An Octopus Changes Colors as She Sleeps
This is news, but feels familiar.
I dream in colors, and now I’m sure
I, too, change colors as I dream.
I may be grass-green while sitting warm on a neighbor’s hillside
I would roll down before heading home
to a table full of loud brothers who made up their own, separate clan,
glad and not glad to break my solitude for the day.
Green, as naiveté still clung to the world.
Or brick red while dreaming of the last place I stood,
hidden in the holly bushes,
before the bell clanged overhead
on that day I didn’t go into school,
afraid of a teacher
who proclaimed she loved me and wished I loved her, too.
Brick red as my tiny fingers tried to dig
into the wall against my back.
Do I luminate into glassy, grey-green lake water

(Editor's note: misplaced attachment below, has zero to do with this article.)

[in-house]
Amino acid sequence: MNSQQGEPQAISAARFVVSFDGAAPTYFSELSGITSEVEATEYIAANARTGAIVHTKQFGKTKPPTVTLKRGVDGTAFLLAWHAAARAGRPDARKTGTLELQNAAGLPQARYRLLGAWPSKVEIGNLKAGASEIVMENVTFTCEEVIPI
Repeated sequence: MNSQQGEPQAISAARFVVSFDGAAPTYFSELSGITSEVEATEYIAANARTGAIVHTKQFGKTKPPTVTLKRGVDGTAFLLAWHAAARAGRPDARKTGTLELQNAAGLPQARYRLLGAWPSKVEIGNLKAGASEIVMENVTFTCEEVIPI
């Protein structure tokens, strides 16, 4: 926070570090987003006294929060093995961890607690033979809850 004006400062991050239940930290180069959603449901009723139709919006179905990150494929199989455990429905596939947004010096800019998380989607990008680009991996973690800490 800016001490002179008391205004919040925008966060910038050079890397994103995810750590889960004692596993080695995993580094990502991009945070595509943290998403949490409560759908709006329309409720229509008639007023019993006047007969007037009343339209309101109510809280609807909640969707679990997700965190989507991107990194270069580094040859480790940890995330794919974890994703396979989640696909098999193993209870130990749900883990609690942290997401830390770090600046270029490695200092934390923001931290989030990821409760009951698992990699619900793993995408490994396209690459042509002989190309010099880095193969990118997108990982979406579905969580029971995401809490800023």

during images of nearly drowning as a girl
while my sturdy father,
not actually watching me,
stares cross-armed at nothingness on the farthest shore
that took a few more decades to fully swallow him down?
An octopus changes colors as she sleeps.
So her camouflage is subconscious, then.
Objects the mollusk placidly floats over transform her exterior
without a deliberate act to adapt,
without exerting an effort to hide in them, on them.
Nature did not offer this ability to humans,
but some of us have learned it all the same.